Mass Attendance: A Wake-Up Call

Every Mass, we are given infinite riches, infinite treasure. Every Mass, we receive the One who is the source of every other good thing. Why not attend?

By Chris Sparks

The courage and strength that are in me are not of me, but of Him who lives in me — it is the Eucharist (Diary of Saint Maria Faustina Kowalska, 91).

Folks, the Mass is the meeting place of Heaven and earth.

It’s where Jesus comes down from Heaven and unites Himself to us through the appearances of bread and wine.

It’s where the divine fire is distributed to all, where we rekindle the eternal life and love in our hearts, the assurance of our eternal life after death and the help for our salvation.

It’s where we are read to from the Word of God, where we are given the words to say to beg God’s forgiveness and mercy, where we praise Him on behalf of all creation, where we speak truth in a way that’s rare on this earth.

Bad news
I may not have to remind many of our regular readers of this, but clearly, we need to be reminding our fellow Catholics. A new study from the well-regarded Center for Applied Research in the Apostolate (CARA) has found that:

•    17 percent of adult Catholics attends Mass at least once a week.  Prior to the pandemic, 24 percent of Catholics attended Mass weekly in 2019. 
•    An additional 5 percent currently watch Mass on television or online due to the COVID-19 pandemic.
•    18 percent of adult Catholics attends less than weekly but at least once a month. 
•    26 percent attends Mass a few times a year, likely on Ash Wednesday, Easter and/or Christmas. 
•    35 percent rarely or never attend Mass.

That’s stunning news. It’s a serious challenge to each and every Catholic to make sure we are taking part in the new evangelization, proclaiming the Gospel once again to our fellow Catholics who’ve fallen away or lapsed in their practice of the faith. 

We all need to be able to answer the question, “Why go to Mass?”

The answer
Why on earth wouldn’t you go to Mass? What could possibly keep you away from the marriage supper of the Lamb?

God is placed in your hands, or on your tongue — why would you skip that, unless you were ill, on the road away from a Mass, or legitimately, unavoidably detained by the duties of your state in life? What sports game, what brunch, what could be more important than receiving God?

Every Mass, we are given infinite riches, infinite treasure. Every Mass, we receive the One who is the source of every other good thing. Why not attend?

The Church in her pastoral wisdom makes Mass an obligation because she knows that we tend to forget the gifts. It’s easy to overlook God, hidden under the appearances of bread and wine, rather as it’s easy for us to ignore or neglect God in the distressing disguise of the poor. The Church gives us obligations to help bring us to the gifts, to the fountain of everlasting life, just as a coach prescribes a diet and exercise plan for his athletes so that they will be able to do what they want to do. Health and strength are a gift; the disciplines attached to them are merely aids to receiving those gifts.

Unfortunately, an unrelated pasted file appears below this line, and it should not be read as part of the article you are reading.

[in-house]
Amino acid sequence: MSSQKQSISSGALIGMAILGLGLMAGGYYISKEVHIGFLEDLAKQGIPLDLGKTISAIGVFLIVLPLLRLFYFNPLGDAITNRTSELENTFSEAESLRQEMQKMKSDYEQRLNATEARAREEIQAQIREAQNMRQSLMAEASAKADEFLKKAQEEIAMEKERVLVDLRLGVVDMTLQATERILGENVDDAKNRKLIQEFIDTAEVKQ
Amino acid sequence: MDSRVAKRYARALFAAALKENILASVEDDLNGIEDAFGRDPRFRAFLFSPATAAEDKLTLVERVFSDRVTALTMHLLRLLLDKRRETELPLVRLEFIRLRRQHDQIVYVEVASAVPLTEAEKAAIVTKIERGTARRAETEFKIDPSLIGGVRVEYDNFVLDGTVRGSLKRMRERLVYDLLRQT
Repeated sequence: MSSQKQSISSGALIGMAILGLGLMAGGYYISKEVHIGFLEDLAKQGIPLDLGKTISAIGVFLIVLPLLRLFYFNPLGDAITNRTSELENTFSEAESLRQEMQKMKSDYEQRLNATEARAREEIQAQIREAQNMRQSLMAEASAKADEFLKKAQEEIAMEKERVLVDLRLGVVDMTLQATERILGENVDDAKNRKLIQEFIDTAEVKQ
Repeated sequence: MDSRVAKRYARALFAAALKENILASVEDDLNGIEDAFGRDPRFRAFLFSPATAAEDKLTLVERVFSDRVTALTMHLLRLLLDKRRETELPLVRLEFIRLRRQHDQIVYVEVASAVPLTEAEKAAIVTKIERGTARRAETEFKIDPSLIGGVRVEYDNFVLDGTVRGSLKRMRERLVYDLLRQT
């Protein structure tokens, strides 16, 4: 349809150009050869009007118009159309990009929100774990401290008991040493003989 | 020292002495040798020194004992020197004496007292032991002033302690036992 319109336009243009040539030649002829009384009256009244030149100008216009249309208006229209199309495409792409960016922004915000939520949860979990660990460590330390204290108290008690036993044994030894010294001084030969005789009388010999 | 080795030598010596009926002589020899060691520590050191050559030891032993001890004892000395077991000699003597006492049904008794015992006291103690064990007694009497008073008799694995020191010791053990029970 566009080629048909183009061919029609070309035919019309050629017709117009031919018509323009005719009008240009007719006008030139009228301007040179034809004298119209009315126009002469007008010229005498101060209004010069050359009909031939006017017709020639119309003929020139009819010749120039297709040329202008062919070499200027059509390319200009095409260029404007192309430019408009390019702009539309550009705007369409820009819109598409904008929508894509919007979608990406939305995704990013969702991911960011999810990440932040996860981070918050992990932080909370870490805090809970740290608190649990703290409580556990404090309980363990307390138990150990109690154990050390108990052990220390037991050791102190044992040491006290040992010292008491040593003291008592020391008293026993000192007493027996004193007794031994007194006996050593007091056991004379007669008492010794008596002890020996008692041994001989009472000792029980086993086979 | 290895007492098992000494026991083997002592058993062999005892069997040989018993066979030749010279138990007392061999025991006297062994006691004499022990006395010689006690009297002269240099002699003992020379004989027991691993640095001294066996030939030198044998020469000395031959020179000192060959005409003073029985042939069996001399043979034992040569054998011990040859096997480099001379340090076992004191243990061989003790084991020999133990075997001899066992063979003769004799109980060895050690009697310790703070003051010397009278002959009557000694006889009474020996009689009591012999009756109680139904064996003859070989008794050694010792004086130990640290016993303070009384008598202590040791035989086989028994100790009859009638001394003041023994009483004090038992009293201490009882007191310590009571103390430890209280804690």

The Bread of the Strong
Come to Mass. Why not? Why on earth not, especially in these days of difficulty, where formerly easy things seem so hard? Our strength is in the Lord, but if we don’t go to Mass, we deprive ourselves of that strength.

Saint Faustina, whose feast we will celebrate on Oct. 5, knew this well. She wrote:

Every morning during meditation, I prepare myself for the whole day’s struggle. Holy Communion assures me that I will win the victory; and so it is. I fear the day when I do not receive Holy Communion. This Bread of the Strong gives me all the strength I need to carry on my mission and the courage to do whatever the Lord asks of me (Diary, 91). 

The world is not the way it was meant to be. We suffer the consequences of the sins of others as well as those of our own sins every day. The only help for that is grace. The source of all grace is Jesus Christ, and Jesus waits for us in every tabernacle, at every Mass. You can make life more bearable. You can become stronger, strong with the strength that sustains the cosmos, strong beyond the bounds of human nature, but only by cooperating with God, only by communion with Him, only by eating the bread of the strong.

Come to Mass!
Come to Mass. Be fed, healed, and strengthened, for the road is long, the days are dark, and the needs are beyond any of our merely human ability to supply.

Come to Mass. Eat at the table of the Lord. Worship the One who loves us all to life from moment to moment, and give thanks for the gifts He provides.

Come to Mass. Welcome grace, God, the angels and saints into your life. Renew your communion with the Mystical Body of Christ. Jesus is the Vine, and we are the branches, and if the branches don’t maintain communion with the Vine, we drop away, dead and fit only for burning.

Come to Mass. Bring your family. It’s the greatest gift you will ever be able to give them, short of Baptism.

Come to Mass. Love yourself, and come. Love your neighbor, and welcome them along with you.

Come to Mass. Come to Jesus. Come to Love and Life eternal.

Chris Sparks is the author of the Marian Press book How Can You Still Be Catholic? 50 Answers to a Good Question.
Photo by Josh Applegate on Unsplash.

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